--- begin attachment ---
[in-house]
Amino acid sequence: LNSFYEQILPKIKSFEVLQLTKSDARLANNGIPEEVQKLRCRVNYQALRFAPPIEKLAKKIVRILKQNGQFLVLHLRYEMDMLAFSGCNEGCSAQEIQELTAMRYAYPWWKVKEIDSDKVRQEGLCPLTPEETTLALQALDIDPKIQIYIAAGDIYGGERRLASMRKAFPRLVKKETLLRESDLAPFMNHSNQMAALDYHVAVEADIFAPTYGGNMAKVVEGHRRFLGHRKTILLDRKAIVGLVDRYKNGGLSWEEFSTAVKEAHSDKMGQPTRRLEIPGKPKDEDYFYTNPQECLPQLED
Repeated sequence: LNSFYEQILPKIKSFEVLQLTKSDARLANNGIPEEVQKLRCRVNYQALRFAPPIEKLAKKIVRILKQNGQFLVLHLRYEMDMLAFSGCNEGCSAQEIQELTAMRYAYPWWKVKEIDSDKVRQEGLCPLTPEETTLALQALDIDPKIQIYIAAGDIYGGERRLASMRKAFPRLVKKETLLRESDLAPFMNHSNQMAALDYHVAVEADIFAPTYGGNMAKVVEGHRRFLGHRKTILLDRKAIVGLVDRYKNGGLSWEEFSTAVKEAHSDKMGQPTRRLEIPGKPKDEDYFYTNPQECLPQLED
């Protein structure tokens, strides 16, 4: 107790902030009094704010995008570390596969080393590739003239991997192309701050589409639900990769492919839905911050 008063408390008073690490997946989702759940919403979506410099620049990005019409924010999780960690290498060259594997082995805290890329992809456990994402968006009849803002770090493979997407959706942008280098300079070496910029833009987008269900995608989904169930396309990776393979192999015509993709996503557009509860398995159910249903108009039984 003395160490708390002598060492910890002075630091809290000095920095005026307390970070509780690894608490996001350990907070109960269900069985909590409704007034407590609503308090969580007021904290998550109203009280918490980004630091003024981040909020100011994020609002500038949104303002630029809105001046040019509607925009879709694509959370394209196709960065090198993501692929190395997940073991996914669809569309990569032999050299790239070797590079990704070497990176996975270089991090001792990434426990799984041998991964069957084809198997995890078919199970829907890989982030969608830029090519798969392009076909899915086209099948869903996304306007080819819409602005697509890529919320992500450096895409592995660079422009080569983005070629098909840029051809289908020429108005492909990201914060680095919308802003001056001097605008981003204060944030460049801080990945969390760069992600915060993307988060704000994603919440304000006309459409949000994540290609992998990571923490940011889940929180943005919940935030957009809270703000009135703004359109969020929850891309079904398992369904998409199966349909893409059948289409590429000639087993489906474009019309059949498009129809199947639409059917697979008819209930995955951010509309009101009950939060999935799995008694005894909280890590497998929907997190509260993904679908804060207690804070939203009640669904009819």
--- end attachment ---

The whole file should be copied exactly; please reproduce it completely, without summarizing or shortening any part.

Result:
[in-house]
Amino acid sequence: LNSFYEQILPKIKSFEVLQLTKSDARLANNGIPEEVQKLRCRVNYQALRFAPPIEKLAKKIVRILKQNGQFLVLHLRYEMDMLAFSGCNEGCSAQEIQELTAMRYAYPWWKVKEIDSDKVRQEGLCPLTPEETTLALQALDIDPKIQIYIAAGDIYGGERRLASMRKAFPRLVKKETLLRESDLAPFMNHSNQMAALDYHVAVEADIFAPTYGGNMAKVVEGHRRFLGHRKTILLDRKAIVGLVDRYKNGGLSWEEFSTAVKEAHSDKMGQPTRRLEIPGKPKDEDYFYTNPQECLPQLED
Repeated sequence: LNSFYEQILPKIKSFEVLQLTKSDARLANNGIPEEVQKLRCRVNYQALRFAPPIEKLAKKIVRILKQNGQFLVLHLRYEMDMLAFSGCNEGCSAQEIQELTAMRYAYPWWKVKEIDSDKVRQEGLCPLTPEETTLALQALDIDPKIQIYIAAGDIYGGERRLASMRKAFPRLVKKETLLRESDLAPFMNHSNQMAALDYHVAVEADIFAPTYGGNMAKVVEGHRRFLGHRKTILLDRKAIVGLVDRYKNGGLSWEEFSTAVKEAHSDKMGQPTRRLEIPGKPKDEDYFYTNPQECLPQLED
């Protein structure tokens, strides 16, 4: 107790902030009094704010995008570390596969080393590739003239991997192309701050589409639900990769492919839905911050 008063408390008073690490997946989702759940919403979506410099620049990005019409924010999780960690290498060259594997082995805290890329992809456990994402968006009849803002770090493979997407959706942008280098300079070496910029833009987008269900995608989904169930396309990776393979192999015509993709996503557009509860398995159910249903108009039984 003395160490708390002598060492910890002075630091809290000095920095005026307390970070509780690894608490996001350990907070109960269900069985909590409704007034407590609503308090969580007021904290998550109203009280918490980004630091003024981040909020100011994020609002500038949104303002630029809105001046040019509607925009879709694509959370394209196709960065090198993501692929190395997940073991996914669809569309990569032999050299790239070797590079990704070497990176996975270089991090001792990434426990799984041998991964069957084809198997995890078919199970829907890989982030969608830029090519798969392009076909899915086209099948869903996304306007080819819409602005697509890529919320992500450096895409592995660079422009080569983005070629098909840029051809289908020429108005492909990201914060680095919308802003001056001097605008981003204060944030460049801080990945969390760069992600915060993307988060704000994603919440304000006309459409949000994540290609992998990571923490940011889940929180943005919940935030957009809270703000009135703004359109969020929850891309079904398992369904998409199966349909893409059948289409590429000639087993489906474009019309059949498009129809199947639409059917697979008819209930995955951010509309009101009950939060999935799995008694005894909280890590497998929907997190509260993904679908804060207690804070939203009640669904009819």